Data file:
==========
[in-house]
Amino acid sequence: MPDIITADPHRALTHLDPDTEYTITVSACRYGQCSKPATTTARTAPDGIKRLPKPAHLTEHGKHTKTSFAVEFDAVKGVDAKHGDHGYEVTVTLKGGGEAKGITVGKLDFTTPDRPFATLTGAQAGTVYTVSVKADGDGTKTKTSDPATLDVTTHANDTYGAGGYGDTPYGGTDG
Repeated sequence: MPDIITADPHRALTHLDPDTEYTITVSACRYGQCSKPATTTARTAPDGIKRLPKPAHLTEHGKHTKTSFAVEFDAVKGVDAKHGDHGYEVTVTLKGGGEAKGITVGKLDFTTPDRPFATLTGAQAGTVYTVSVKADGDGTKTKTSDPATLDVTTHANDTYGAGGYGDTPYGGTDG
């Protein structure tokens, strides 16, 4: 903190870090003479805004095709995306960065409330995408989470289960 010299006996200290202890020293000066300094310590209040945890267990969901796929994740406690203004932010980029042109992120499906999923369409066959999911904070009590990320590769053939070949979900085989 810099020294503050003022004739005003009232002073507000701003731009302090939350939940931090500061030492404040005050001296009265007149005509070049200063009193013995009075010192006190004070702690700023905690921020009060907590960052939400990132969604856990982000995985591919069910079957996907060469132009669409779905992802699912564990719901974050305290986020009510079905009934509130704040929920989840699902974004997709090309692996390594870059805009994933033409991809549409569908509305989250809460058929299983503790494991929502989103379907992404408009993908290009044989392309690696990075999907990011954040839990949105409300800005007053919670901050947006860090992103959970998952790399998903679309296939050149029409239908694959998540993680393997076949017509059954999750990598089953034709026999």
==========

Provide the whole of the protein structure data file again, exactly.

[in-house]
Amino acid sequence: MPDIITADPHRALTHLDPDTEYTITVSACRYGQCSKPATTTARTAPDGIKRLPKPAHLTEHGKHTKTSFAVEFDAVKGVDAKHGDHGYEVTVTLKGGGEAKGITVGKLDFTTPDRPFATLTGAQAGTVYTVSVKADGDGTKTKTSDPATLDVTTHANDTYGAGGYGDTPYGGTDG
Repeated sequence: MPDIITADPHRALTHLDPDTEYTITVSACRYGQCSKPATTTARTAPDGIKRLPKPAHLTEHGKHTKTSFAVEFDAVKGVDAKHGDHGYEVTVTLKGGGEAKGITVGKLDFTTPDRPFATLTGAQAGTVYTVSVKADGDGTKTKTSDPATLDVTTHANDTYGAGGYGDTPYGGTDG
């Protein structure tokens, strides 16, 4: 903190870090003479805004095709995306960065409330995408989470289960 010299006996200290202890020293000066300094310590209040945890267990969901796929994740406690203004932010980029042109992120499906999923369409066959999911904070009590990320590769053939070949979900085989 810099020294503050003022004739005003009232002073507000701003731009302090939350939940931090500061030492404040005050001296009265007149005509070049200063009193013995009075010192006190004070702690700023905690921020009060907590960052939400990132969604856990982000995985591919069910079957996907060469132009669409779905992802699912564990719901974050305290986020009510079905009934509130704040929920989840699902974004997709090309692996390594870059805009994933033409991809549409569908509305989250809460058929299983503790494991929502989103379907992404408009993908290009044989392309690696990075999907990011954040839990949105409300800005007053919670901050947006860090992103959970998952790399998903679309296939050149029409239908694959998540993680393997076949017509059954999750990598089953034709026999």